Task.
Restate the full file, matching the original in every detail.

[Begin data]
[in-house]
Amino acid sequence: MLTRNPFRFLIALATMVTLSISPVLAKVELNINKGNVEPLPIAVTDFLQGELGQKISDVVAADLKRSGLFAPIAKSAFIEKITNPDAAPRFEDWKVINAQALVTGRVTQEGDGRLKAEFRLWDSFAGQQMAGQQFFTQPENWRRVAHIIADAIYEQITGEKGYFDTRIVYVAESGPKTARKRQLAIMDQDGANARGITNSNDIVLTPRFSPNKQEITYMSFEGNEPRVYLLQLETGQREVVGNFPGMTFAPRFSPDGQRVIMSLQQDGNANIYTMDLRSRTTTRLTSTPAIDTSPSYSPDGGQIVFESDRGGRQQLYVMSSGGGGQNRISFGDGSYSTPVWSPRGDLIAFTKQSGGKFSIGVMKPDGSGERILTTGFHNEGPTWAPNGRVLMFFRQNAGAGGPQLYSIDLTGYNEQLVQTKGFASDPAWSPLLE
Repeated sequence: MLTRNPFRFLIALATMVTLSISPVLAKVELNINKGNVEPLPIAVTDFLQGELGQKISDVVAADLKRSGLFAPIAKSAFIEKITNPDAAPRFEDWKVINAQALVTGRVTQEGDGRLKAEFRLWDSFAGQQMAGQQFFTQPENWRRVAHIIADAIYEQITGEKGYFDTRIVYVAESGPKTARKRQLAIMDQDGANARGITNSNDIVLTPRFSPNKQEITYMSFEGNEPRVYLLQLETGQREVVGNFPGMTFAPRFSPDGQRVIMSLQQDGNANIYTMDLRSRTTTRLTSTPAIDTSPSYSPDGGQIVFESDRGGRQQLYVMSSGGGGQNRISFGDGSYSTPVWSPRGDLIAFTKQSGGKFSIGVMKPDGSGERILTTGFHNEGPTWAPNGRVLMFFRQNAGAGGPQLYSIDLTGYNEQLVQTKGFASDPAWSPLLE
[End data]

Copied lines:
[in-house]
Amino acid sequence: MLTRNPFRFLIALATMVTLSISPVLAKVELNINKGNVEPLPIAVTDFLQGELGQKISDVVAADLKRSGLFAPIAKSAFIEKITNPDAAPRFEDWKVINAQALVTGRVTQEGDGRLKAEFRLWDSFAGQQMAGQQFFTQPENWRRVAHIIADAIYEQITGEKGYFDTRIVYVAESGPKTARKRQLAIMDQDGANARGITNSNDIVLTPRFSPNKQEITYMSFEGNEPRVYLLQLETGQREVVGNFPGMTFAPRFSPDGQRVIMSLQQDGNANIYTMDLRSRTTTRLTSTPAIDTSPSYSPDGGQIVFESDRGGRQQLYVMSSGGGGQNRISFGDGSYSTPVWSPRGDLIAFTKQSGGKFSIGVMKPDGSGERILTTGFHNEGPTWAPNGRVLMFFRQNAGAGGPQLYSIDLTGYNEQLVQTKGFASDPAWSPLLE
Repeated sequence: MLTRNPFRFLIALATMVTLSISPVLAKVELNINKGNVEPLPIAVTDFLQGELGQKISDVVAADLKRSGLFAPIAKSAFIEKITNPDAAPRFEDWKVINAQALVTGRVTQEGDGRLKAEFRLWDSFAGQQMAGQQFFTQPENWRRVAHIIADAIYEQITGEKGYFDTRIVYVAESGPKTARKRQLAIMDQDGANARGITNSNDIVLTPRFSPNKQEITYMSFEGNEPRVYLLQLETGQREVVGNFPGMTFAPRFSPDGQRVIMSLQQDGNANIYTMDLRSRTTTRLTSTPAIDTSPSYSPDGGQIVFESDRGGRQQLYVMSSGGGGQNRISFGDGSYSTPVWSPRGDLIAFTKQSGGKFSIGVMKPDGSGERILTTGFHNEGPTWAPNGRVLMFFRQNAGAGGPQLYSIDLTGYNEQLVQTKGFASDPAWSPLLE